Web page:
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Human and Wildlife Conflict (HWC) mapping: Capacity building for forestry field officials in mapping HWC hotspots in Bhutan

Concept note




Human–wildlife conflict (HWC) transcends geographic boundaries and is widespread among the three countries in the Kangchenjunga Landscape: Bhutan, India, and Nepal. Wildlife habitats in these countries are under pressure from encroachment, infrastructure development and resource extraction, forcing wild species to intrude into human use areas. In Bhutan, many communities depend on forests and practise subsistence farming and livestock rearing. These communities are particularly vulnerable to HWC, which affects their socioeconomic and psychological wellbeing and food security.

Crop raiding and livestock depredation are the most common forms of HWC in Bhutan, especially affecting the rural poor. Carnivores like tiger, snow leopard, common leopard, black bear, wild dog, and smaller cats depredate various types of domestic livestock and poultry, whereas ungulates like wild boar, sambar, and barking deer raid crop fields and orchards.

Given the severe impacts of HWC on local livelihoods and its conservation implications, there is a need to develop a better understanding of the patterns, seasonality, extent, and intensity of conflict. Bhutan’s Nature Conservation Division (NCD) and Department of Forest and Park Services (DoFPS) have prioritized mapping of HWC hotspots at the national level. The aim is to identify areas under high risk of HWC, understand the interactions, analyse possible drivers, and prioritize conservation efforts. For this, frontline workers must possess adequate skills to map and understand HWC dynamics and prioritize mitigation measures.

About the training

Against this backdrop, ICIMOD through its Kangchenjunga Landscape Conservation and Development Initiative (KLCDI) is organizing an online training for Bhutan’s forestry field staff. The training is expected to enhance understanding of the variability of HWC across space using spatial modelling. The training is expected to build the capacity of frontline staff and relevant partners to develop maps and analyse HWC using these spatial tools.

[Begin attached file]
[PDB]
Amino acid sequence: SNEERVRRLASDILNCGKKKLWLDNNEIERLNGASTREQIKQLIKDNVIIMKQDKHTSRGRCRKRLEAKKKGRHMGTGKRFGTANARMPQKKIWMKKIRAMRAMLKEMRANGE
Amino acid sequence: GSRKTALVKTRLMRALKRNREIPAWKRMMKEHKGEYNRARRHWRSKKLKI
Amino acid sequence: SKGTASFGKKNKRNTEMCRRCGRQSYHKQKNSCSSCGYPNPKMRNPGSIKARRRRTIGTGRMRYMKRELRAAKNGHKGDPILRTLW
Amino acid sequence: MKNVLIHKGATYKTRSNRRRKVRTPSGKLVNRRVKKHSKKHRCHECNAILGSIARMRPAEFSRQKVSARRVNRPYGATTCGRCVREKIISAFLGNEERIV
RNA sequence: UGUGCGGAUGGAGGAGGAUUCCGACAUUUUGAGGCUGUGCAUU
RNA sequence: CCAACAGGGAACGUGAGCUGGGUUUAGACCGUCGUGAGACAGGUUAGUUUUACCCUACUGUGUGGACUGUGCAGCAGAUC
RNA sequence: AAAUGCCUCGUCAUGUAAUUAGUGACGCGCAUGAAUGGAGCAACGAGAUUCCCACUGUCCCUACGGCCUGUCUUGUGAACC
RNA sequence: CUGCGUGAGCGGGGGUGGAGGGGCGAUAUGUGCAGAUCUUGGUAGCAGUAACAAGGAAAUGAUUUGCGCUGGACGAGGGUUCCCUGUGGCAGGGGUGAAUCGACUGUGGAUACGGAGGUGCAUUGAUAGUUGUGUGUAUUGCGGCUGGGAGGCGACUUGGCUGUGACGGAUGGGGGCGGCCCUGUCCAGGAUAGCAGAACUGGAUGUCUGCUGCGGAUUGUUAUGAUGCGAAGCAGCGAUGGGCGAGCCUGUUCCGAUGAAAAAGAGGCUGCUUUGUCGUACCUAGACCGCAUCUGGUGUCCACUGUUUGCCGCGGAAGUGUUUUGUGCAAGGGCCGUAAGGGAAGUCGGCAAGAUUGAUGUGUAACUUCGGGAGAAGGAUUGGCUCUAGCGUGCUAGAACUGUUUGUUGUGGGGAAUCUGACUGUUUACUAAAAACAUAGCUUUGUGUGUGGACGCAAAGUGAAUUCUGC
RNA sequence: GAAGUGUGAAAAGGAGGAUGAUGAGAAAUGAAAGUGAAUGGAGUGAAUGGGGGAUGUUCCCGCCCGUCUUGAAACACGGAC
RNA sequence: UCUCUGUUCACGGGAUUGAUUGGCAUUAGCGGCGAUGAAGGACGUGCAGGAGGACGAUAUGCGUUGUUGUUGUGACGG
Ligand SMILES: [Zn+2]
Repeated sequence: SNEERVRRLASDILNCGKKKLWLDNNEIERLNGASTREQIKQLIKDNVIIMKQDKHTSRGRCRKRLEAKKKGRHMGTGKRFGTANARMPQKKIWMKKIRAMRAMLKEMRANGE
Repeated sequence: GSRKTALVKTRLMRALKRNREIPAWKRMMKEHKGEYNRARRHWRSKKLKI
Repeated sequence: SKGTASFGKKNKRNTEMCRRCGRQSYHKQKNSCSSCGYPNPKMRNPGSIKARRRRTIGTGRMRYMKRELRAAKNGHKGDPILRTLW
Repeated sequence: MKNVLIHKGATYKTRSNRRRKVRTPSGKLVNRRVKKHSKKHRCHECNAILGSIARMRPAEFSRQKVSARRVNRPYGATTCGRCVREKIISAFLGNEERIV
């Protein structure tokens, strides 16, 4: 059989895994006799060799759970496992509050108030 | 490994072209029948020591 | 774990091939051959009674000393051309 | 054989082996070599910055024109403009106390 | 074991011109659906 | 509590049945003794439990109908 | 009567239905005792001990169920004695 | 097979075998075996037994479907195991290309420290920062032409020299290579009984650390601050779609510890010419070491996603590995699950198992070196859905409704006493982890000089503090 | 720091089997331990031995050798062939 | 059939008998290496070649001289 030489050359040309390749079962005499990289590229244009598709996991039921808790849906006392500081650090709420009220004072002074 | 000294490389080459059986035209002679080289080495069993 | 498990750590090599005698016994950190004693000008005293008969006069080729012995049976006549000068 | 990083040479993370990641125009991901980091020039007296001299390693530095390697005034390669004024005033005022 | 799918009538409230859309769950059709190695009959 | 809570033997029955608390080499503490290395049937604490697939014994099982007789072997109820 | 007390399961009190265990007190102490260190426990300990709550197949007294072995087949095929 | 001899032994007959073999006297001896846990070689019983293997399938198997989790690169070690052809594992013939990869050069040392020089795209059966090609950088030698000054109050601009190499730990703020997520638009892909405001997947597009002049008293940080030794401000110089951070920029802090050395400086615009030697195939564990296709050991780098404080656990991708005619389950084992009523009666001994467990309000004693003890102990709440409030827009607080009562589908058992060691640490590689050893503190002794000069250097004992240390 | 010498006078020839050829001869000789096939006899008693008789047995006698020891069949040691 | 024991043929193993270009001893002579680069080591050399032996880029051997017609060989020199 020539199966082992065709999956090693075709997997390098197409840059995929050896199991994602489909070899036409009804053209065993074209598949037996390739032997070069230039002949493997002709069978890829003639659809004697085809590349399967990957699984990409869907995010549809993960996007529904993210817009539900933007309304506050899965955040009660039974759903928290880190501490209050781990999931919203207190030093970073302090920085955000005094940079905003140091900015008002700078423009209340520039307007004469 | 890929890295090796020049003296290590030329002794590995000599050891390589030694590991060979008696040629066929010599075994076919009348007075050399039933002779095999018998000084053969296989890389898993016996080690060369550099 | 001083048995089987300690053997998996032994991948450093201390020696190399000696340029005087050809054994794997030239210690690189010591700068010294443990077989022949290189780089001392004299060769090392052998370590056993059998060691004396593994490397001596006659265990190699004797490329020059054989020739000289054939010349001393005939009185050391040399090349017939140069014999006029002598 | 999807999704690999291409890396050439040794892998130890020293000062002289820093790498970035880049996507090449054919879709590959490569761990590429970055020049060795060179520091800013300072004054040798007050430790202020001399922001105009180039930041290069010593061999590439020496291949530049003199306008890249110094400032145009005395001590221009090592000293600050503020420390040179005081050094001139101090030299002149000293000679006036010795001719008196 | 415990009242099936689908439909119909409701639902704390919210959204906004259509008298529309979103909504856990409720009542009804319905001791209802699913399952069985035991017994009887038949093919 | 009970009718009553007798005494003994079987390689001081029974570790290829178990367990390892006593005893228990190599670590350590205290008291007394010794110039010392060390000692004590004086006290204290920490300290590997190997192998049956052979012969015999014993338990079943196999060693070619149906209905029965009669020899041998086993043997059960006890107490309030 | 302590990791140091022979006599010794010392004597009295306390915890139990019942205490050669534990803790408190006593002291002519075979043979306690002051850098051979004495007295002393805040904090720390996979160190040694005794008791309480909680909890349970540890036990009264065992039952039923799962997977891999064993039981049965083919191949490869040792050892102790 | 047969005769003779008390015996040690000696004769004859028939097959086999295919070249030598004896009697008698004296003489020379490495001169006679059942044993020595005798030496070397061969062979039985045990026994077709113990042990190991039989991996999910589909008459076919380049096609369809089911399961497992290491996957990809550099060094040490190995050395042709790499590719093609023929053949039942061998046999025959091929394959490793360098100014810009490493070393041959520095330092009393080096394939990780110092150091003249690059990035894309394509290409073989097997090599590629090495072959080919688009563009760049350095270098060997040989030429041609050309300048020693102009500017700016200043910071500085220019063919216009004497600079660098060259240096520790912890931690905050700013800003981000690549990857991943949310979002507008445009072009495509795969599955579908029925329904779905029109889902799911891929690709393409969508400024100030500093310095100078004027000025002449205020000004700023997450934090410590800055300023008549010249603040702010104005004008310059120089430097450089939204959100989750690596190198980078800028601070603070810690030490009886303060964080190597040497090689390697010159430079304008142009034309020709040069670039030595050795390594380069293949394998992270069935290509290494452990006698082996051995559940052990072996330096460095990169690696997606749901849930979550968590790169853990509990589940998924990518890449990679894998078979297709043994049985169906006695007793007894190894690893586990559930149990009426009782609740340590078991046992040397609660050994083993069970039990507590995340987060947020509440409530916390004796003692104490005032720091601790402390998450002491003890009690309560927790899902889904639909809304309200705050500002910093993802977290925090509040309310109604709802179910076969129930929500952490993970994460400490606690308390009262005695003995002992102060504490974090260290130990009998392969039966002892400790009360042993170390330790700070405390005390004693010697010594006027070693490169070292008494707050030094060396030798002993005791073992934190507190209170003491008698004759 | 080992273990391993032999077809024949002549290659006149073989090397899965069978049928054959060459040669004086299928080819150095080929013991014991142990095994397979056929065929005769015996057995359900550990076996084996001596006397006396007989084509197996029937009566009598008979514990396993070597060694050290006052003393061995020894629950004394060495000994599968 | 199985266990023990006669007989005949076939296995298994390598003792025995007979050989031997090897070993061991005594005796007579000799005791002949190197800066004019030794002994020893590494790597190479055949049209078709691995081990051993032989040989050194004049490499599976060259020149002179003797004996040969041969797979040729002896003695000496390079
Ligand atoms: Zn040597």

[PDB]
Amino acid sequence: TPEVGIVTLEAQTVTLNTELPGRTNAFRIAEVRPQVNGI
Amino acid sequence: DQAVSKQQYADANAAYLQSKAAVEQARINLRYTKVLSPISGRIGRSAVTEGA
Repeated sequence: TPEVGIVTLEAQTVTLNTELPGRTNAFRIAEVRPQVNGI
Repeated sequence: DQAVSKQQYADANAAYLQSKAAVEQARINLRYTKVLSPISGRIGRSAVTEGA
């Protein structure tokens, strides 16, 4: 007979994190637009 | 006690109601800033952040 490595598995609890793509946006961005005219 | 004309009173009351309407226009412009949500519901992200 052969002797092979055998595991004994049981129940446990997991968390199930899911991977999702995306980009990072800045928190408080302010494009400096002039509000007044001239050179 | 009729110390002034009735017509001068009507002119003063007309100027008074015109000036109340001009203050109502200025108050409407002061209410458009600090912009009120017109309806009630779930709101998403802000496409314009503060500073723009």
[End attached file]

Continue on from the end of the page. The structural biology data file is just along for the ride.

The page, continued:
The objective of the training is to share findings and methodological details from HWC mapping in the Kangchenjunga Landscape and apply similar methods to Bhutan.

The specific objectives of the training include the following:

  • Sharing knowledge on methodological tools in the mapping of HWC
  • Hands-on stepwise exercises on the use of mapping tools and geospatial data
  • Discussion on potential drivers of HWC
  • Building capacity of the participants
Expected participants

Around 25–30 HWC focal officials from the Department of Forest and Park Services, research institutions, universities, protected areas, and forest divisions across Bhutan will participate.

Expected outcomes

Participants will be trained in GIS data preparation, analysis, and interpretation of HWC hotspot maps. Upon completion of the training, participants will have acquired the technical competency to prepare HWC hotspot maps at the national and sub-regional level.

Concept note

Sep 29 2022
29 Sep 2022 KSL
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